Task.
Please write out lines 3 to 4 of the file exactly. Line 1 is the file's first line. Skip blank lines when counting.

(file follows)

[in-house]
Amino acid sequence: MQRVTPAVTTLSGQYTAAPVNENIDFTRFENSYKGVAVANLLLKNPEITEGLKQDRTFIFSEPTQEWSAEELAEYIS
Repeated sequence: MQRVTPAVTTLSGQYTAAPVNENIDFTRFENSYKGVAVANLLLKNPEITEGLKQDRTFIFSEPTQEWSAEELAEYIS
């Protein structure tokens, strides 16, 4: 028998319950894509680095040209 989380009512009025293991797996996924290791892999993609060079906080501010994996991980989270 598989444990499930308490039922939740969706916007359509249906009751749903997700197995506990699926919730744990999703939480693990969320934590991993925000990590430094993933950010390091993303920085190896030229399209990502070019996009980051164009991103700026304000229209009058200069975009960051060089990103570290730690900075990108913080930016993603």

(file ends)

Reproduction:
Repeated sequence: MQRVTPAVTTLSGQYTAAPVNENIDFTRFENSYKGVAVANLLLKNPEITEGLKQDRTFIFSEPTQEWSAEELAEYIS
């Protein structure tokens, strides 16, 4: 028998319950894509680095040209 989380009512009025293991797996996924290791892999993609060079906080501010994996991980989270 598989444990499930308490039922939740969706916007359509249906009751749903997700197995506990699926919730744990999703939480693990969320934590991993925000990590430094993933950010390091993303920085190896030229399209990502070019996009980051164009991103700026304000229209009058200069975009960051060089990103570290730690900075990108913080930016993603």